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Friday, April 24, 2015

Crochet for Charity

When I was preparing for the big Yarn Bomb we displayed during last year's Knit and Crochet Show at the Radisson Hotel in Manchester, NH (in honor of CGOA's 20th anniversary), I was contacted by Pat Heinrich.  She generously offered to help me install the knitted and crocheted pieces and even took many pieces home with her before the event to help me stitch them together.  Once it came time to install the yarn bomb, she came with friends who were all a great help to the project - I couldn't have done it without them!

It turns out that many of these friends started out as Pat's crochet students.  They've had a fun time in her community classes and continue to crochet with her for their own projects and for others.

Peg Welch, Jean Marks, Pat Heinrich and Sandy Keeple
Holding a blanket made with a pattern Sandy, Jean and Pat "designed" and crocheted by Chris Clement and Darcy LaBrosse

Last fall I visited one of Pat's crochet groups and met these women. They were finishing up another blanket for charity and figuring out who was going to take home some squares I brought from the yarn bomb project.  They had already put together several squares into a blanket.

I admire these women for all of the time, skill and heart that they put into the blankets they make for others.  It is heartwarming to see how crocheting for others as brought them together and fostered caring friendships.  Here is what Pat has to say about her special group and their endeavors:

The blankets made with the yarn bomb panels went to the Canaan School District or to BAE Independence Hall in Manchester. 

As a group, we "specialize" in putting whatever together with whatever else, but we do like things to look like they were intended to go together.  Ergo the pattern we designed - meant for a team of two to easily create one harmonious afghan.   I now have three+ variations of our pattern:  Don didn't like the large color band in the middle of each panel, so I designed another version with a smaller center panel - and then I got an idea about scrap variations of mixed sc and dc rows.  And so it goes to keep things interesting. 

Besides Canaan School District and Independence Hall, this past year we donated mittens to a Reeds Ferry School (Merrimack) classroom mitten box Girl Scout project and afghans to Camp Allen (Bedford).  We have also donated afghans and scarfs to Dalianis House (Nashua), purple infant caps to NH Click for Babies, scarves to last year's Boston Marathon and baby blankets, shawls and other crocheted items to Angie's House (Manchester).  We are thinking about comfort shawls for the various chemo wards at local hospitals as well.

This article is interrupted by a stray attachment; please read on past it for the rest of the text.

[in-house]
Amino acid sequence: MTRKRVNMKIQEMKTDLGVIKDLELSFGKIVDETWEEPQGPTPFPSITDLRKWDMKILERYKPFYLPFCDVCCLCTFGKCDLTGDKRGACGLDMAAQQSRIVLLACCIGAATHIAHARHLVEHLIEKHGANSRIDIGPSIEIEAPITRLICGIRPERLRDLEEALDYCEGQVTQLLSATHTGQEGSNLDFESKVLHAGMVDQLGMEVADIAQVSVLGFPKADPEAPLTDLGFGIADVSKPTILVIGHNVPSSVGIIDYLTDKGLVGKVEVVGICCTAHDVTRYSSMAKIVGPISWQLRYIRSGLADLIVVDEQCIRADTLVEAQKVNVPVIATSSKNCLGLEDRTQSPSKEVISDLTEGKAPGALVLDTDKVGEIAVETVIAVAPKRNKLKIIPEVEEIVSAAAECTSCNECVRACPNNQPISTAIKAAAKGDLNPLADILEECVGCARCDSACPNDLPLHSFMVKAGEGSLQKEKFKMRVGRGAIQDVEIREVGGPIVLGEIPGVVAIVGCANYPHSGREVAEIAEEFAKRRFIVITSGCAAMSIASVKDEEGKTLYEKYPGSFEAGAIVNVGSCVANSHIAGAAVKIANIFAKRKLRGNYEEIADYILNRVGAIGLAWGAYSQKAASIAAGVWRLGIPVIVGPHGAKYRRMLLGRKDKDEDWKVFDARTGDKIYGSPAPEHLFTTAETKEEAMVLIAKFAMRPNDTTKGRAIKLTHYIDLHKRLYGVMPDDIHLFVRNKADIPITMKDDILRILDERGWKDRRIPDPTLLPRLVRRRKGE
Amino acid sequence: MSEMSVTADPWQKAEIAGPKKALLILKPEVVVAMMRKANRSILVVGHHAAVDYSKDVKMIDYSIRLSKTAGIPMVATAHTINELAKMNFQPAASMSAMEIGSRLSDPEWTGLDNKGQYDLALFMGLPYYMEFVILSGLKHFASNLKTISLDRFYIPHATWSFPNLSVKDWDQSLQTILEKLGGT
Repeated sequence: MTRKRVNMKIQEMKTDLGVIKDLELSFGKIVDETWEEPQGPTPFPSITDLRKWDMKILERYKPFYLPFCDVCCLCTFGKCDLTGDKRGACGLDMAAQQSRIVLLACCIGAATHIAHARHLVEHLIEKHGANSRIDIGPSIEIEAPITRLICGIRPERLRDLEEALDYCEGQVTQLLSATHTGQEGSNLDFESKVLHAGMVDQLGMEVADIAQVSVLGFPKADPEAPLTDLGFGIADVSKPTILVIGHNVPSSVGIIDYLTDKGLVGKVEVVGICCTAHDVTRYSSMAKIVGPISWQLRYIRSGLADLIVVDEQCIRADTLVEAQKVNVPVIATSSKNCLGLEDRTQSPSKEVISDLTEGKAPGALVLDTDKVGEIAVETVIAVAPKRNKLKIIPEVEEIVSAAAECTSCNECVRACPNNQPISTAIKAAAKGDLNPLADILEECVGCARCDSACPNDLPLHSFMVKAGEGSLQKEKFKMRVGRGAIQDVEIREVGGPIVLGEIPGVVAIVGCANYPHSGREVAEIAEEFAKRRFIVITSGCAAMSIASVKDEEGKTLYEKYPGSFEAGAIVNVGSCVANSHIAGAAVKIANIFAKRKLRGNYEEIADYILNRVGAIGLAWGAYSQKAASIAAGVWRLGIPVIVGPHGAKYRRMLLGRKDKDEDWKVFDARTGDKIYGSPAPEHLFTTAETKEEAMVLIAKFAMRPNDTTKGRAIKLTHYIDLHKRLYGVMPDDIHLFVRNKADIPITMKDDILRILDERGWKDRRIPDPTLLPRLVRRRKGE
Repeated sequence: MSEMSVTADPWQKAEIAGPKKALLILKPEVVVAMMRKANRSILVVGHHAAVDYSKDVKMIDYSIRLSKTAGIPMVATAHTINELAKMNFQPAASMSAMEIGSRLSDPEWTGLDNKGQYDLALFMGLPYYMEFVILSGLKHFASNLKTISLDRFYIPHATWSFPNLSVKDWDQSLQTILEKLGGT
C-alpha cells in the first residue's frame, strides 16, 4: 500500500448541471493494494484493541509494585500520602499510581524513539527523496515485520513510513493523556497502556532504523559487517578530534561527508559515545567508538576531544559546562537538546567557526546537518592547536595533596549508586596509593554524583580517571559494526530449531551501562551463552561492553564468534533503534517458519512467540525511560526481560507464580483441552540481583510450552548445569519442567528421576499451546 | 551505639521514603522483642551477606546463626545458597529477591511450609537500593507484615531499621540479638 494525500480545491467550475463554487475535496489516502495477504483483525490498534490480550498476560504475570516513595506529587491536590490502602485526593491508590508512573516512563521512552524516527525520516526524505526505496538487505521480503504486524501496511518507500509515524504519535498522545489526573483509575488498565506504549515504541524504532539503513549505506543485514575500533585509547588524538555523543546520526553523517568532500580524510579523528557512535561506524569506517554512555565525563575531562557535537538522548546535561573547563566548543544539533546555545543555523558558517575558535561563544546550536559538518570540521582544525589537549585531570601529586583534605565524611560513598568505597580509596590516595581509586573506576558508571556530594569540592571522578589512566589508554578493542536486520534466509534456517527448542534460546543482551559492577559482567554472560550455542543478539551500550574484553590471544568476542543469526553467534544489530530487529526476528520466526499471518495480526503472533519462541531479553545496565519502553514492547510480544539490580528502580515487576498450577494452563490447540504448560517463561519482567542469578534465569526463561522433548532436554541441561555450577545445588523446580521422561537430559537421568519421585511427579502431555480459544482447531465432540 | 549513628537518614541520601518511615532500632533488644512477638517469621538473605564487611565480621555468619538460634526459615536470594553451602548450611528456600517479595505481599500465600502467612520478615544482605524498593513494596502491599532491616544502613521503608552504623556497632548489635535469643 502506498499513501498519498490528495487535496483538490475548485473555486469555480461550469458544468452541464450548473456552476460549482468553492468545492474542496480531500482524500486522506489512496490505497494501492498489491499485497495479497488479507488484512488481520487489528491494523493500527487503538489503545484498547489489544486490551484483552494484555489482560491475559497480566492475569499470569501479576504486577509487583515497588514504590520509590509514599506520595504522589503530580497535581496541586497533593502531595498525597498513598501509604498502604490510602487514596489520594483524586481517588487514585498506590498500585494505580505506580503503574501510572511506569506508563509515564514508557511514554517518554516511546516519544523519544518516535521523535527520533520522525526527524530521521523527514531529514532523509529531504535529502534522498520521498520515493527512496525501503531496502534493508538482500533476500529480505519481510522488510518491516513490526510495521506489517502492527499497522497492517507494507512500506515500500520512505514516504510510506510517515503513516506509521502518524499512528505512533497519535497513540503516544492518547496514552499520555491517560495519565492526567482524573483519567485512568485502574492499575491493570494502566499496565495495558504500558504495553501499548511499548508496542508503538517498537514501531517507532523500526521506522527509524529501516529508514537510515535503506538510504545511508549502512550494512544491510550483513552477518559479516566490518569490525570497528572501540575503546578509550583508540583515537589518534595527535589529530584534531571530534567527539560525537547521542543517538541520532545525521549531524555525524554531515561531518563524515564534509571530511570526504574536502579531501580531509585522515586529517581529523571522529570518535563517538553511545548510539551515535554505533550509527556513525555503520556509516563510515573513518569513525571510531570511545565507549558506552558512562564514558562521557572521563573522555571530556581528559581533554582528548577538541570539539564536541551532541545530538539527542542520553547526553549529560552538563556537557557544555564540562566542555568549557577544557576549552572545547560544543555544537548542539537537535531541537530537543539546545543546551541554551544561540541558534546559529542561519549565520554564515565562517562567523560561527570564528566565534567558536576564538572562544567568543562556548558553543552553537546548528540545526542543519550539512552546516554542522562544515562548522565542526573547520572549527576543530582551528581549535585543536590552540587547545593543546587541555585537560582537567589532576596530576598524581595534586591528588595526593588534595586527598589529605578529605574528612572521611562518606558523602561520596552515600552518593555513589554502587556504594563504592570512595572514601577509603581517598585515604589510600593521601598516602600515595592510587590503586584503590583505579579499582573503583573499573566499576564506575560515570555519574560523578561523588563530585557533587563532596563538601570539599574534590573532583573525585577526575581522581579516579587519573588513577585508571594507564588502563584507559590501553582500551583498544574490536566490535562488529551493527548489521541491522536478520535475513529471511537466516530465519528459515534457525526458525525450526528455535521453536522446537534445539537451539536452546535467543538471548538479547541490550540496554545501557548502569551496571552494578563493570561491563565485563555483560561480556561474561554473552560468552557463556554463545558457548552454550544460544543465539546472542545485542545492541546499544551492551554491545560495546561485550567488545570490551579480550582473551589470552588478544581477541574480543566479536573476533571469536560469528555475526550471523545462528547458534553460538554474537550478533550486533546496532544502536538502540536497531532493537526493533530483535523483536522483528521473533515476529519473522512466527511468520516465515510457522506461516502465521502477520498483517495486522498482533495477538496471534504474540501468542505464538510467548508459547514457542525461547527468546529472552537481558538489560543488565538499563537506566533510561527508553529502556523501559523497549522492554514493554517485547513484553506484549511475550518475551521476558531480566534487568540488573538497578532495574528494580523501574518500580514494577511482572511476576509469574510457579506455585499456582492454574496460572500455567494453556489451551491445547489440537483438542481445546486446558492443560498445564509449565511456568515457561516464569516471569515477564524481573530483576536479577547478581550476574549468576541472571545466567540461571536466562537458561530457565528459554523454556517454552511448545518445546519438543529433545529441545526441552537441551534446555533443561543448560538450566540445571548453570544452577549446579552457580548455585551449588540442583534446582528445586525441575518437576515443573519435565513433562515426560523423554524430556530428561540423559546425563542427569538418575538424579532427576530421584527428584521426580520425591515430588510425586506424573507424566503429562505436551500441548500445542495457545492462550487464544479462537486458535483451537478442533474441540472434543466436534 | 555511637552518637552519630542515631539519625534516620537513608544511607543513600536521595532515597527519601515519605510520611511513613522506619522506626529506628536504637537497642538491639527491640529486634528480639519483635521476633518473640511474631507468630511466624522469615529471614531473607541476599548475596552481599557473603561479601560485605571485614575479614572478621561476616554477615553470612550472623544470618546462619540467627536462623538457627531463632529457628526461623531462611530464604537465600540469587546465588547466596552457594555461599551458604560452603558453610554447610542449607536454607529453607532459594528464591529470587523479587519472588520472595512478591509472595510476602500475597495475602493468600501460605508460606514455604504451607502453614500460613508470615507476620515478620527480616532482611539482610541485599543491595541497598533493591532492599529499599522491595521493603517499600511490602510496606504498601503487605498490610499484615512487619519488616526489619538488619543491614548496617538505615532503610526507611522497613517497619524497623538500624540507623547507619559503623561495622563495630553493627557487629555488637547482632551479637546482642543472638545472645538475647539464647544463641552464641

We try to have project concepts that anyone who joins us will find something to be interested in - and for anyone with no specific project, we ask they simply donate squares each week they visit us. 

And we all take time to work on personal projects - plus this winter many times, people just popped in to chat.  We have gone on field trips to WEBs (coming up again soon) and we have gone on "crochet-aways" to Maine and Conway, NH - a weekend of rest, crochet, fun, reading - whatever - and no phones or TV.   

Here are more of their recent blankets - just wonderful!
Congratulations on your excellent work and finishing so many for those in need!

Pat's group expertly edges each square from the yarn bomb display with the same color - once it all is stitched together, it looks great.

This design is done in panels so several crocheters can work on it at the same time.

Another colorful throw made from yarn bomb donated squares.

Friday, April 3, 2015

Kerry Shrug for a Bride

Yes, it is already April and the National Crochet Month has ended but our celebration of crocheters has not! 

Last fall a bride-to-be contacted me about the Kerry Shrug - she was hoping to wear a version of it over her wedding dress in October.  I was very busy with several designs and projects so I referred her to Corinn Barnum of  Meraki Designs (an Etsy shop).  Corinn made a beautiful shrug for the bride in a rich red color.

Here are some photos and thoughts from the bride.  It looks like it was a wonderful day and I love how her shrug turned out.

"I have a lot of Irish blood in my family and I have always known I wanted to have a Celtic piece to my wedding day. I carried my great grandmothers four leaf clover handkerchief that my mother had given me that morning, all my jewelry was Celtic knot work and I made a Celtic heart knot of my own with a back ground of a red wooden heart to wrap around the giant Oak tree we were married under.
My husband and I are fortunate to have a wonderful friend who happens to be a internationally known bagpiper and an ordained minister. He married us with beautiful heartfelt words from the Anam Cara and a brief history of the Claddagh. We both have rings that bear the emblem of Friendship, Loyalty and Love, and we live our lives by those words everyday. Our kilted friend then played us a beautiful tune to walk down the isle as Mr. and Mrs. 
 . . . we were married in October in Oregon and we were not expecting it to be 80 degrees. I had in mind when I ordered the shrug that it would be cooler. Alas it was not, and I never got to wear the shrug on my wedding day, although since then I have worn it many times and absolutely love it. I have received many compliments on it every time I wear it." 
Mrs. Schmitt